Cheers to Change!


MixologyYes, I realize we’ve had a brief interlude, but I’ve been a bit tied up working on this.  You’ll also notice that in addition to launching the new biz, the blog was also rebranded to have a similar look and feel. Please don’t be alarmed by that – the content here will still reflect my own personal musings. I’ve additionally been pulling artwork and creating some items for an upcoming Etsy shop, so stay tuned because it will eventually be linked under “Retail Therapy.” As far as food and drink interests go, I’ve once again signed up for my Good Food Collective summer share which will start in June. I’m sure my bags o’ farm market goodness will contain some obscure vegetables for further kitchen experimentation.  I’ve also submitted a few of my vegan recipes for a local event called Veg Out taking place at the end of May. Amidst all things “cray,” I’ve conjured up some new soups, cookies, and cocktails. I figure I’ll start with the booze since we should probably toast to new endeavors and I’ve declared it officially gin season. So if you’re thirsty for a new tipple, give these a whirl since they’ve certainly had a few quality control runs.

Let’s start with a drink based on Hendrick’s Gin with a few interesting additives.  I came up with this one a couple of months ago after a liqueur called Parfait d’ Amour piqued my interest.  Parfait d’Amour is a deep violet color and typically has a flavor profile of orange, vanilla, and floral notes. There are other brands available but I picked the Marie Brizard (link above) brand because it also boasts notes of orange blossom, almond, and rose (I’m also detecting a hint of violet) which I thought would complement the Hendrick’s well. It’s fun going to the liquor store and asking for it. No one knows what the hell it is, so you can certainly amuse yourself with expressions of general confusion from the staff. I decided to name this beauty after a classic perfume from the house of Guerlain due to the similar citrus, vanilla, and powdery floral notes and of course, its distinctive color.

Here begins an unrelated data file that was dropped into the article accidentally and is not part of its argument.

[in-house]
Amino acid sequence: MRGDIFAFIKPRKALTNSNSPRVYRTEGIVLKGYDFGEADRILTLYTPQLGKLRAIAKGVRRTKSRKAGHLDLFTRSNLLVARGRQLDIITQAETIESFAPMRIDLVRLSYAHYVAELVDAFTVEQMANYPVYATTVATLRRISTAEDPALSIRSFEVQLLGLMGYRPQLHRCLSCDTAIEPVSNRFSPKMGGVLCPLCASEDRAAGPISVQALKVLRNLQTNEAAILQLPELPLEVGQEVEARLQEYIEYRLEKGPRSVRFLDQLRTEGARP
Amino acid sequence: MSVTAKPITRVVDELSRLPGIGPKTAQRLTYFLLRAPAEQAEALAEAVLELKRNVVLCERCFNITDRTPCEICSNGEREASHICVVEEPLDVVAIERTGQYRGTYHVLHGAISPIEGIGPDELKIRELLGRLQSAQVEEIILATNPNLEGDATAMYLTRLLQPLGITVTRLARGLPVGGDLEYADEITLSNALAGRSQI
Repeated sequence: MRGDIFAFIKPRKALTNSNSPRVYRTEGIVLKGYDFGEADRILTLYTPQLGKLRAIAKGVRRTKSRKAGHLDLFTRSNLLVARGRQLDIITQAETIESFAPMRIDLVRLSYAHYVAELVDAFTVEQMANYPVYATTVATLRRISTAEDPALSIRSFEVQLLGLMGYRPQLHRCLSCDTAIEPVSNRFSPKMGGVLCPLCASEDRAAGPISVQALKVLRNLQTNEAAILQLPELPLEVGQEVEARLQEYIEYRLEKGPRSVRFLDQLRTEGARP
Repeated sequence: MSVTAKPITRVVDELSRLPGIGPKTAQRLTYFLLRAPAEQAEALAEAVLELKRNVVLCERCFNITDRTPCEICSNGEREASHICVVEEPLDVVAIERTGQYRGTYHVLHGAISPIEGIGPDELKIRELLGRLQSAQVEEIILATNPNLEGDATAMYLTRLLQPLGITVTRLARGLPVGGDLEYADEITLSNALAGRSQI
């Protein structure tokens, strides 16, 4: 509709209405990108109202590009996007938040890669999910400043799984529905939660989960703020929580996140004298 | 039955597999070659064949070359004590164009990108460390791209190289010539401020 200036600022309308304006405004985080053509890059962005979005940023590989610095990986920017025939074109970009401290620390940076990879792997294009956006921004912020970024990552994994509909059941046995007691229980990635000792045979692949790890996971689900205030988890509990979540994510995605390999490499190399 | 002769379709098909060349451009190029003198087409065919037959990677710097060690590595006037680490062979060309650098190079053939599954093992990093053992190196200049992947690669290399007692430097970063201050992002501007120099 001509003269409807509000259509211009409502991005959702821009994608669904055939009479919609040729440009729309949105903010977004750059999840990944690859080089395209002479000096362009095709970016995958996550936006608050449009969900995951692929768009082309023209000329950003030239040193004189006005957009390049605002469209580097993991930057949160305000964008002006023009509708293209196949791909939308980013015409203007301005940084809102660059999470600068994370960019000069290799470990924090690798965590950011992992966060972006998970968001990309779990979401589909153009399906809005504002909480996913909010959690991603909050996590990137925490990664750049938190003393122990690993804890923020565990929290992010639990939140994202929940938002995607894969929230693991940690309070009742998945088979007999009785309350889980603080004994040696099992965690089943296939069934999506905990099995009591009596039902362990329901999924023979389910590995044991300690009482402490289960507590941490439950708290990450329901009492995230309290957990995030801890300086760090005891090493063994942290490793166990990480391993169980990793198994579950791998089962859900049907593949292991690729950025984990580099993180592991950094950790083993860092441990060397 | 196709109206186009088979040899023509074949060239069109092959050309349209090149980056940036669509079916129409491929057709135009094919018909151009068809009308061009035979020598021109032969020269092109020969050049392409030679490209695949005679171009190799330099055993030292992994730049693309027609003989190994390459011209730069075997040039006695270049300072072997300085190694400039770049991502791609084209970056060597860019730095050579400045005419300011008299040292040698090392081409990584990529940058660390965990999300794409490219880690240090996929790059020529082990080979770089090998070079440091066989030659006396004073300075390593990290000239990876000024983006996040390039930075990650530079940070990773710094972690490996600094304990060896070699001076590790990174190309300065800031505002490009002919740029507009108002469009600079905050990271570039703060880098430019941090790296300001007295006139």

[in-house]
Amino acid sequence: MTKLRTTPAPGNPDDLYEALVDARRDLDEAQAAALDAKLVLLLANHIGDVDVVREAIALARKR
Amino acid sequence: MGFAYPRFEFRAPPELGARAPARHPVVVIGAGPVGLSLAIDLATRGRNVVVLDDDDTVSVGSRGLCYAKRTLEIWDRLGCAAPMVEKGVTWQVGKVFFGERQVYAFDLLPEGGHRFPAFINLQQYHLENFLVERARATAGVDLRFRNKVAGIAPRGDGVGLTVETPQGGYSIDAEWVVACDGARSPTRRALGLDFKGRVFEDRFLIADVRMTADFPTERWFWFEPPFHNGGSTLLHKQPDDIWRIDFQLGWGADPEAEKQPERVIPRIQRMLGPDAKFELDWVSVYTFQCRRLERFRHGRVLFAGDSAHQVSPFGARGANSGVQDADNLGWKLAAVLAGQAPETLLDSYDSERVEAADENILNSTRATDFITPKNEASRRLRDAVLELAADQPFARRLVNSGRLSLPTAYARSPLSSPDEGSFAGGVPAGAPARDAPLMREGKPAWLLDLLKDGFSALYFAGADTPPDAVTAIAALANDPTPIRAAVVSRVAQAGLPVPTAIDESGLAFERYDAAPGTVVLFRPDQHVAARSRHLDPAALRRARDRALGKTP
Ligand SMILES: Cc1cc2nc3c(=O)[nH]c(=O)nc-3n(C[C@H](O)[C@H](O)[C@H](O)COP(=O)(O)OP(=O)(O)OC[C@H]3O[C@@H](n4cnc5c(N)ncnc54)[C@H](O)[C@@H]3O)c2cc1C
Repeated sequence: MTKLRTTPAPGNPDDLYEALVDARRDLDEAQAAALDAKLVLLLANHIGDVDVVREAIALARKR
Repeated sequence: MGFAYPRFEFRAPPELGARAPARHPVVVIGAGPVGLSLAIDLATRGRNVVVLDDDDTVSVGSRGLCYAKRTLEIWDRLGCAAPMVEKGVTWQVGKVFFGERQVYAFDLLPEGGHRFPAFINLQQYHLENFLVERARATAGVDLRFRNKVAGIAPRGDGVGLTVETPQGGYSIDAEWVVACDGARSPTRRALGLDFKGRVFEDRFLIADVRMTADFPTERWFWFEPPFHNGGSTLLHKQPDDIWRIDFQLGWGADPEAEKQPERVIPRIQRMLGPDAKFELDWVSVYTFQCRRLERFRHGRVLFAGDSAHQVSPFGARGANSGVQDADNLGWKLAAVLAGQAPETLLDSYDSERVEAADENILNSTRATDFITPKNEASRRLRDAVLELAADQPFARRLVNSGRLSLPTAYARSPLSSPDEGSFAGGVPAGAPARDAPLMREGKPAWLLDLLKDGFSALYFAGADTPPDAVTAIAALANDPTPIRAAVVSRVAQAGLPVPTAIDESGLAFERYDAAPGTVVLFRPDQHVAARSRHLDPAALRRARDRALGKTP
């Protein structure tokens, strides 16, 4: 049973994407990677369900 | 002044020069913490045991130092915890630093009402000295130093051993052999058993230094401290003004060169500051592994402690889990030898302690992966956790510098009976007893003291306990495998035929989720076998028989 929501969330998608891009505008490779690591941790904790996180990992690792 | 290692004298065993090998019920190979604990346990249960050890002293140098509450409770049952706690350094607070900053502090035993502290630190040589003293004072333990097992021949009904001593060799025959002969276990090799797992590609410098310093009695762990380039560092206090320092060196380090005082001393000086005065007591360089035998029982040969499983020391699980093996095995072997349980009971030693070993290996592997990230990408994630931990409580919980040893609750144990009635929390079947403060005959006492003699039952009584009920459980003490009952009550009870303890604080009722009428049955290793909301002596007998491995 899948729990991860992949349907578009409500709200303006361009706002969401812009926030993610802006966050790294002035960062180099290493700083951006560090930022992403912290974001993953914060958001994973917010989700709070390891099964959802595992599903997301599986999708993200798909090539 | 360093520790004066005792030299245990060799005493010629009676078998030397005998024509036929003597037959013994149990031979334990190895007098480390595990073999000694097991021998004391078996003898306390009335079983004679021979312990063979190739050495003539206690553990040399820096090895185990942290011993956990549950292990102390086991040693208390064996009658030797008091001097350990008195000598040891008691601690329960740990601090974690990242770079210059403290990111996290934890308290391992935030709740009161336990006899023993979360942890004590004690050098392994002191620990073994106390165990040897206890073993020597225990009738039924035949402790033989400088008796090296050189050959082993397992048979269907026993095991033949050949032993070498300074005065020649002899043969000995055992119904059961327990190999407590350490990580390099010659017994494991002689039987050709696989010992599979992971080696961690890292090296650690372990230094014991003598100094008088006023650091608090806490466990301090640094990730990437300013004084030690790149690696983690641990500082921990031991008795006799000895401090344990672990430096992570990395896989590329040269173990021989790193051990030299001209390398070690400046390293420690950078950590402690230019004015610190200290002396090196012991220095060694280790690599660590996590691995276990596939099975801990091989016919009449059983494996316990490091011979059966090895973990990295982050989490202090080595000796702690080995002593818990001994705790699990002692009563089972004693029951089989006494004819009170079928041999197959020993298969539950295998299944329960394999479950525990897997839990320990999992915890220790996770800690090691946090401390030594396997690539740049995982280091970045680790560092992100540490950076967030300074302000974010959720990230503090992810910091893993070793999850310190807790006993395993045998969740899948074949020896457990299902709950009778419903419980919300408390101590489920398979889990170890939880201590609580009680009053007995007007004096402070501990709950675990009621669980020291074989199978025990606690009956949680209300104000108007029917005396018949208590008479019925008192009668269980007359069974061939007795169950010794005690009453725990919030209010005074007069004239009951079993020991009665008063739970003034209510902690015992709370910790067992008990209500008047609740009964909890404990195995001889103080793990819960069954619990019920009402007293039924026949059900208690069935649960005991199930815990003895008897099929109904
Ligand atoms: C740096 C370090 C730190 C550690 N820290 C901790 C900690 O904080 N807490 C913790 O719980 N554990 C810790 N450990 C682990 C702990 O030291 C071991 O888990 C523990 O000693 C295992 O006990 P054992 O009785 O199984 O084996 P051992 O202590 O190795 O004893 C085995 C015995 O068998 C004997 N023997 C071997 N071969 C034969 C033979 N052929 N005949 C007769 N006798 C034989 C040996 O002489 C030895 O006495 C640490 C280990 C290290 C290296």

Lady Sensory’s L’Heure Bleue Cocktail L'Heure Bleue

1.5 oz Hendrick’s gin

.5 oz of each:  Blue Curaçao (I use this, procured on my trip to Curaçao),

Parfait d’Amour, and freshly squeezed lemon juice

Dry Champagne (or any dry white sparkling wine)

Sparkling water, seltzer, or club soda

Lemon twist (garnish)

Chill a tall flute or large wine glass. In a cocktail shaker, combine ice, Hendrick’s, Blue Curaçao, Parfait d’Amour, and lemon juice. Shake and strain into chilled glass. Top with equal parts dry Champagne and sparkling water and garnish with a twist. This is simple, pretty, and very refreshing.

The next beverage evolved after researching several different gins I had yet to try. I decided to pick up some Plymouth Gin this past week, which is dry, aromatic, and very well-rounded. It makes for an excellent gin and tonic. In fact, I’m drinking one as I type this, and I’ll be experimenting with a Plymouth martini once I pick up some dry vermouth. Much like Champagne, Plymouth is both a style of gin and protected geographical location for gins produced in Plymouth, England. The only distillery producing it is Black Friars (owned by Pernod Ricard) and there is an image of a small friar on the back of the bottle. I really like this gin and find it to be very versatile. I whipped this one up with some ingredients I had handy and it’s both simple and amazing. This recipe will make two cocktails in rocks glasses.

Lady Sensory’s Oran Juice Jones Cocktail Oran Juice Jones